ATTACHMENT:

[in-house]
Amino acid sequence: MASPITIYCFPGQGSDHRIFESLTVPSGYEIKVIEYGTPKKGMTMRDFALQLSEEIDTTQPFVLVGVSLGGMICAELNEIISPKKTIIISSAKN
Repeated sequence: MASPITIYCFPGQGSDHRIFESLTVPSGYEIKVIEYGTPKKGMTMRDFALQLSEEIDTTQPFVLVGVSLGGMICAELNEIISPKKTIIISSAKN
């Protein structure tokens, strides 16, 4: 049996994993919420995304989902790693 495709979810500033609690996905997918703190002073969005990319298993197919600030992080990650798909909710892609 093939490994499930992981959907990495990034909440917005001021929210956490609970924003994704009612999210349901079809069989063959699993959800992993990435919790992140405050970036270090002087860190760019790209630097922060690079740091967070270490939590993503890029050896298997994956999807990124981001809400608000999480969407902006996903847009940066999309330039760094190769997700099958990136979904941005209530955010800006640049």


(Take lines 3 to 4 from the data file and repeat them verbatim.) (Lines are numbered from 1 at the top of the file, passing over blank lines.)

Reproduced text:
Repeated sequence: MASPITIYCFPGQGSDHRIFESLTVPSGYEIKVIEYGTPKKGMTMRDFALQLSEEIDTTQPFVLVGVSLGGMICAELNEIISPKKTIIISSAKN
């Protein structure tokens, strides 16, 4: 049996994993919420995304989902790693 495709979810500033609690996905997918703190002073969005990319298993197919600030992080990650798909909710892609 093939490994499930992981959907990495990034909440917005001021929210956490609970924003994704009612999210349901079809069989063959699993959800992993990435919790992140405050970036270090002087860190760019790209630097922060690079740091967070270490939590993503890029050896298997994956999807990124981001809400608000999480969407902006996903847009940066999309330039760094190769997700099958990136979904941005209530955010800006640049």